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Weight Loss for Women is Always Big Trouble

Posted Sep 20 2009 10:35pm

by Maria' s Last Diet

Why do women have so much trouble with food and weight?

Many writers in the field of women' s issues have considered this question, and we can never think about it too much. It can be a dark and difficult part of a woman' s existence.

Problems with eating and weight are caused by a combination of factors, some unique and individual, some environmental and cultural. In our contemporary society, overwhelming importance is placed on physical appearance for women. This starts in childhood and persists through adolescence and young adulthood, through middle age and beyond. At the same time women are pursuing new opportunities for jobs, careers, professions, they may also feel the need to meet certain very narrow beauty standards, which include being as thin as possible. As body image concerns become paramount, it is understandable that women tend to use the body as a focal point for their anxieties and conflicts about self-worth and self-acceptance.

Traditionally, women have had to deny such things as neediness, anger, aggression, ambition, and power. Although a lot has changed over the past two generations, there still is the lingering "good girl" image, the abiding idea that women are not really supposed to be as bold as men. When women feel the need to deny their true desires, they may try to make up for this with food.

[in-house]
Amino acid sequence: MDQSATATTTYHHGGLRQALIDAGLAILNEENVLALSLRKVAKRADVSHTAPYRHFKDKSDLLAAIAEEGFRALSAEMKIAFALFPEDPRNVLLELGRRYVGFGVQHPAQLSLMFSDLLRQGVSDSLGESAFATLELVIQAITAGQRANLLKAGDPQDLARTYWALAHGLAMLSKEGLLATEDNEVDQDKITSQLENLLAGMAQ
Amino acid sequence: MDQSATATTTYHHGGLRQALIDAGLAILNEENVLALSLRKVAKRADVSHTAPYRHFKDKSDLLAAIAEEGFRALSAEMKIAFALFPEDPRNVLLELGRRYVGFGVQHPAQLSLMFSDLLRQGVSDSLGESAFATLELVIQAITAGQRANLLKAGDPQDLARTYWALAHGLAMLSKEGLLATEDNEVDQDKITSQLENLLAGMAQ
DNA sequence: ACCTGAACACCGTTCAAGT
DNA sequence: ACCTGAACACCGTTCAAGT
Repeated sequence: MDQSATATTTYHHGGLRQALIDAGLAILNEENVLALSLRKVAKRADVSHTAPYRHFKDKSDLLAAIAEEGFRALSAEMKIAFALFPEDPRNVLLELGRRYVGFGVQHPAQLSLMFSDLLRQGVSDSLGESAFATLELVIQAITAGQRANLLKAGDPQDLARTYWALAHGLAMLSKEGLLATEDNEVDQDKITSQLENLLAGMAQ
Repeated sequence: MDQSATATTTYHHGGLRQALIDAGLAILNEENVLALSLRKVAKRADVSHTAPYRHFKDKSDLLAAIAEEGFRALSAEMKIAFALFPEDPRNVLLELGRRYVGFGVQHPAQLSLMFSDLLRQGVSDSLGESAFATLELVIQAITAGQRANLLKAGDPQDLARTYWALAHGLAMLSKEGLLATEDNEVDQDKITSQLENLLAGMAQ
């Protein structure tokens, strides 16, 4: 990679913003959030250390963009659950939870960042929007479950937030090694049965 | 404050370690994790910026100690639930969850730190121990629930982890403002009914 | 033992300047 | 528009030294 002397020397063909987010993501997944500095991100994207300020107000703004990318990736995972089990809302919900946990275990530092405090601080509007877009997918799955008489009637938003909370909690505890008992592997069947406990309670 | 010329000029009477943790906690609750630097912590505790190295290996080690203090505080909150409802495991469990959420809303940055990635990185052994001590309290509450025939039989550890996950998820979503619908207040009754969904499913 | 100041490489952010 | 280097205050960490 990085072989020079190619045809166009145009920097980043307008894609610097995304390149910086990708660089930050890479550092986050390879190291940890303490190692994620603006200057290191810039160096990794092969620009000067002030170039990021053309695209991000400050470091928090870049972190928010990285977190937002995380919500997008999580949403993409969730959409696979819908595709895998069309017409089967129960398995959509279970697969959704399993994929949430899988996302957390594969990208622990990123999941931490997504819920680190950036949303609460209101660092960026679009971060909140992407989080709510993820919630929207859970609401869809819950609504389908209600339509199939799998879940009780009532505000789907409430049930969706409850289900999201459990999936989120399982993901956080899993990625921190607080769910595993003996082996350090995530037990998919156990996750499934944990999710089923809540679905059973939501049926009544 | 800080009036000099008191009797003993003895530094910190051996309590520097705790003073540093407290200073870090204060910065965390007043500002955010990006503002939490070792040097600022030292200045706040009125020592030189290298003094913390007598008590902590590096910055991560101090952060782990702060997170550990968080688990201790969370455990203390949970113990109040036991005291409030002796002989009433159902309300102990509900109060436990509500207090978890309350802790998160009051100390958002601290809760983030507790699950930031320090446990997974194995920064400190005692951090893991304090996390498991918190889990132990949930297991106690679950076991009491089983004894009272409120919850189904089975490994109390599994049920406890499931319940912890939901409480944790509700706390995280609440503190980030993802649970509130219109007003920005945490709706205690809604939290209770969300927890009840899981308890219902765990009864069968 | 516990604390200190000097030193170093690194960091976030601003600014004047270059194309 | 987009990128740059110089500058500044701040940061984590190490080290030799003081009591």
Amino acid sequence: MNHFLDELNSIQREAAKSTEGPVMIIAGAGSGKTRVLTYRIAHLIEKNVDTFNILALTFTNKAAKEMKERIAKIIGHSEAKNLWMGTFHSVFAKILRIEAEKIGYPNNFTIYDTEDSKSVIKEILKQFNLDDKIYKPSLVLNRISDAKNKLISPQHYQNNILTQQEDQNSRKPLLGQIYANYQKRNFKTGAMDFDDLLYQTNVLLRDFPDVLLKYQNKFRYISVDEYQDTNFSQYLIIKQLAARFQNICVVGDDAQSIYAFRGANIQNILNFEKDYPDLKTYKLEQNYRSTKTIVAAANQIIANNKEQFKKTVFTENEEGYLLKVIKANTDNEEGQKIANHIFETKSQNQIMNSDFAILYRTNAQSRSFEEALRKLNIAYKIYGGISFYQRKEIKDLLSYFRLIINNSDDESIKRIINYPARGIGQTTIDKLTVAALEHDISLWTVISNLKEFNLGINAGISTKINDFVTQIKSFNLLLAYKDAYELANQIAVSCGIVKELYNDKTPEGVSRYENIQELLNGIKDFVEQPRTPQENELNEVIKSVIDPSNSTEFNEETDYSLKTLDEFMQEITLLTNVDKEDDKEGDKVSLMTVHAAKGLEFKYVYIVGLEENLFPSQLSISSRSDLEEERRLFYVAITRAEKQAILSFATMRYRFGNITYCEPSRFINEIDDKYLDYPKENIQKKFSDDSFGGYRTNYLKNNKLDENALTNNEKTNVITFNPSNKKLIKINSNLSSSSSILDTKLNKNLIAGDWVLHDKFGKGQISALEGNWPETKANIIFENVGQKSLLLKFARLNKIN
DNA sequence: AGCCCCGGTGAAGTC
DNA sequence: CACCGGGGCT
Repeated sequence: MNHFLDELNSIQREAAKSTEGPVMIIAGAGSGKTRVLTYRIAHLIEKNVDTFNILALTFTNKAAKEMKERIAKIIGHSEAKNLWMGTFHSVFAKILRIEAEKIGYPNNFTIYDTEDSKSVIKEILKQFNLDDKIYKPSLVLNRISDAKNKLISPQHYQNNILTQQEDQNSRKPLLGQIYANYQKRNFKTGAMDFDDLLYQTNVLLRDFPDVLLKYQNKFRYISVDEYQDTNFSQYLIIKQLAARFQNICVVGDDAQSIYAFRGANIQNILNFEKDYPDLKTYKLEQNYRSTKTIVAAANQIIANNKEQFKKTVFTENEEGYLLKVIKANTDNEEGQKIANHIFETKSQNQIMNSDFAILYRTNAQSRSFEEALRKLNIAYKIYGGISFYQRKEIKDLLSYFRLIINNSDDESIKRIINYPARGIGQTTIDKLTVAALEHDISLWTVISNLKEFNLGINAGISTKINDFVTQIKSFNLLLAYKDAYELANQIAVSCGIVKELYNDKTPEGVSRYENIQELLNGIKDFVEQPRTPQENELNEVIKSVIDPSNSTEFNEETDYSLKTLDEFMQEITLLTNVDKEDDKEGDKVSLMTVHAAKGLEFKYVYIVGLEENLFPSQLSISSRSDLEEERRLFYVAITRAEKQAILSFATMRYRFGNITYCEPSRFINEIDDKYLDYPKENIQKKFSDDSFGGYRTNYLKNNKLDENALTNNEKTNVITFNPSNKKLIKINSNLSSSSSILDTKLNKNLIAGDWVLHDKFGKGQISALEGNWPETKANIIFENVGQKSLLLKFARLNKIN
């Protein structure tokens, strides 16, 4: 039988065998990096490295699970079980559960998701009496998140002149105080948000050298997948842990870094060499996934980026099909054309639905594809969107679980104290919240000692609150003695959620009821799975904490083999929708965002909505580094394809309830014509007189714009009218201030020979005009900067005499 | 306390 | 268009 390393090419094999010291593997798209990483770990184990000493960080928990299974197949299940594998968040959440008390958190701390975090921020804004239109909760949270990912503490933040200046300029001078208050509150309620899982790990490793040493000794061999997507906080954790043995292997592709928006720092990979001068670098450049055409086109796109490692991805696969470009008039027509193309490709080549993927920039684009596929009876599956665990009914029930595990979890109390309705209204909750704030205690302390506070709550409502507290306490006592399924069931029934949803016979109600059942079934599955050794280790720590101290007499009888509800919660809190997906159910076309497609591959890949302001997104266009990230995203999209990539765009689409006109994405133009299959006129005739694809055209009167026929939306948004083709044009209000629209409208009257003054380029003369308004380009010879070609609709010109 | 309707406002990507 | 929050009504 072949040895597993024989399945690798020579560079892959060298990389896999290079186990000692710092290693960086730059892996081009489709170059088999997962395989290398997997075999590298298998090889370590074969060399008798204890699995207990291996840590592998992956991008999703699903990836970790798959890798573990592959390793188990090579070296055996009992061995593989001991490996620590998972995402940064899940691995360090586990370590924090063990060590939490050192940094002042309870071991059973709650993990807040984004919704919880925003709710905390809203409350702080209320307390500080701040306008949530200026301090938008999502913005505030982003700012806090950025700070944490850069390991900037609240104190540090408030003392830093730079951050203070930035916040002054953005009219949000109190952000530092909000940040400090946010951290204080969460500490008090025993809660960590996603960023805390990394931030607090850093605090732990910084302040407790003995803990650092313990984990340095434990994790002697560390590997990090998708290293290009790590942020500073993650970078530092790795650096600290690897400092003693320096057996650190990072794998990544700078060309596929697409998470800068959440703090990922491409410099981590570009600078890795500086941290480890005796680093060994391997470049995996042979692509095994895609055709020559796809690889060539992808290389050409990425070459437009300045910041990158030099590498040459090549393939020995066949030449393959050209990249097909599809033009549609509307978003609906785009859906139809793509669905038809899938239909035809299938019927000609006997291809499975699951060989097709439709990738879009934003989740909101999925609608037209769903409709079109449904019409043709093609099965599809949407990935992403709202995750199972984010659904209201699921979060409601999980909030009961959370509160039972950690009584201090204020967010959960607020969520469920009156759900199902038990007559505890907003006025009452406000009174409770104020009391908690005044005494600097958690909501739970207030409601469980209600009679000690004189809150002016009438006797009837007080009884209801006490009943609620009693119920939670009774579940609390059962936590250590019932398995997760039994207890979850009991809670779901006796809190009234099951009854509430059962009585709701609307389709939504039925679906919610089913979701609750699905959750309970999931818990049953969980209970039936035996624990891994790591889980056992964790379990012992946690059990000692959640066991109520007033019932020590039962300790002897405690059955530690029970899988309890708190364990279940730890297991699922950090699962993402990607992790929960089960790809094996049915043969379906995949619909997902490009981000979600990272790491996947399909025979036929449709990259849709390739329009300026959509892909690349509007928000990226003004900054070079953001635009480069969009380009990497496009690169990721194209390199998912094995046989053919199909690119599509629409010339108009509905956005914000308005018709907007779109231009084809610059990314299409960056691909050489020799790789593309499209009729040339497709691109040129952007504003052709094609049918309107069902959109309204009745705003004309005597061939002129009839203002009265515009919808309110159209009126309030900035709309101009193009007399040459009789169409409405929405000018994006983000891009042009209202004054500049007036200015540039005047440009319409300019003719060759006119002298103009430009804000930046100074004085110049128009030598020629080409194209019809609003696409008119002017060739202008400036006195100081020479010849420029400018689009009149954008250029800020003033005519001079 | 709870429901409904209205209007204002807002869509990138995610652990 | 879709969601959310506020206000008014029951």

Also, women more than men feel the responsibility of taking care of the people around them. Even though there is much crossing over of what have been stereotypical male-female roles, women are still considered nurturers, caregivers, and feeders. To give care and nourishment to others takes a good deal of energy that cannot be replenished properly if a woman is in constant conflict about her body size and losing weight.

During the course of her role changes—from girl to preteen to young adult to middle age, through career pursuits, marriage, mothering, empty nest, caring for aging parents, loss of parents—preoccupation with food and body size can become something for a woman to lean on, something to help get her through.

If this sounds like you, you may want to explore how concentrating on these things might feel like a stabilizing force in the midst of the turmoil, pressures and demands of your life. Once you recognize that you use food and weight issues like this, you can look for alternative ways to cope that would be much better for you.

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